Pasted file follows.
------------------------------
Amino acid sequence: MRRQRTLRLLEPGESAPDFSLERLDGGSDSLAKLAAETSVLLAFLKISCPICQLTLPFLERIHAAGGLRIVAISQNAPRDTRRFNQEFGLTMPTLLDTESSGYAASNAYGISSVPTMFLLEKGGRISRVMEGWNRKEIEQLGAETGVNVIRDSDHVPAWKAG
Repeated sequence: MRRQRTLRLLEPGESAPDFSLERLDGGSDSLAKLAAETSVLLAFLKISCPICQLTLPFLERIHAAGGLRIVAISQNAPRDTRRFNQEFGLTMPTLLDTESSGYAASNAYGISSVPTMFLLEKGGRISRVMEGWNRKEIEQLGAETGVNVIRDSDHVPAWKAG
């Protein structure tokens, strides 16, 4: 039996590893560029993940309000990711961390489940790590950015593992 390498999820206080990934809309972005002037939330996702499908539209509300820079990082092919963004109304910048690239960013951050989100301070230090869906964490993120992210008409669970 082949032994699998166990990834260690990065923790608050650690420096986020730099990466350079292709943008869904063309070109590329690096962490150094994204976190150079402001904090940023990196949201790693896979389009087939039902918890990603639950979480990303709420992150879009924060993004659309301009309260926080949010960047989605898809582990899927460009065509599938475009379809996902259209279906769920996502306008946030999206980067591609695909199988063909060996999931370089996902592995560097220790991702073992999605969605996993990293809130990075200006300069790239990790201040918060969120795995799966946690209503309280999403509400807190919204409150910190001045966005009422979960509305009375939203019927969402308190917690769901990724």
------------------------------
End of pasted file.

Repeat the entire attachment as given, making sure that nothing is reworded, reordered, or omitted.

Amino acid sequence: MRRQRTLRLLEPGESAPDFSLERLDGGSDSLAKLAAETSVLLAFLKISCPICQLTLPFLERIHAAGGLRIVAISQNAPRDTRRFNQEFGLTMPTLLDTESSGYAASNAYGISSVPTMFLLEKGGRISRVMEGWNRKEIEQLGAETGVNVIRDSDHVPAWKAG
Repeated sequence: MRRQRTLRLLEPGESAPDFSLERLDGGSDSLAKLAAETSVLLAFLKISCPICQLTLPFLERIHAAGGLRIVAISQNAPRDTRRFNQEFGLTMPTLLDTESSGYAASNAYGISSVPTMFLLEKGGRISRVMEGWNRKEIEQLGAETGVNVIRDSDHVPAWKAG
């Protein structure tokens, strides 16, 4: 039996590893560029993940309000990711961390489940790590950015593992 390498999820206080990934809309972005002037939330996702499908539209509300820079990082092919963004109304910048690239960013951050989100301070230090869906964490993120992210008409669970 082949032994699998166990990834260690990065923790608050650690420096986020730099990466350079292709943008869904063309070109590329690096962490150094994204976190150079402001904090940023990196949201790693896979389009087939039902918890990603639950979480990303709420992150879009924060993004659309301009309260926080949010960047989605898809582990899927460009065509599938475009379809996902259209279906769920996502306008946030999206980067591609695909199988063909060996999931370089996902592995560097220790991702073992999605969605996993990293809130990075200006300069790239990790201040918060969120795995799966946690209503309280999403509400807190919204409150910190001045966005009422979960509305009375939203019927969402308190917690769901990724």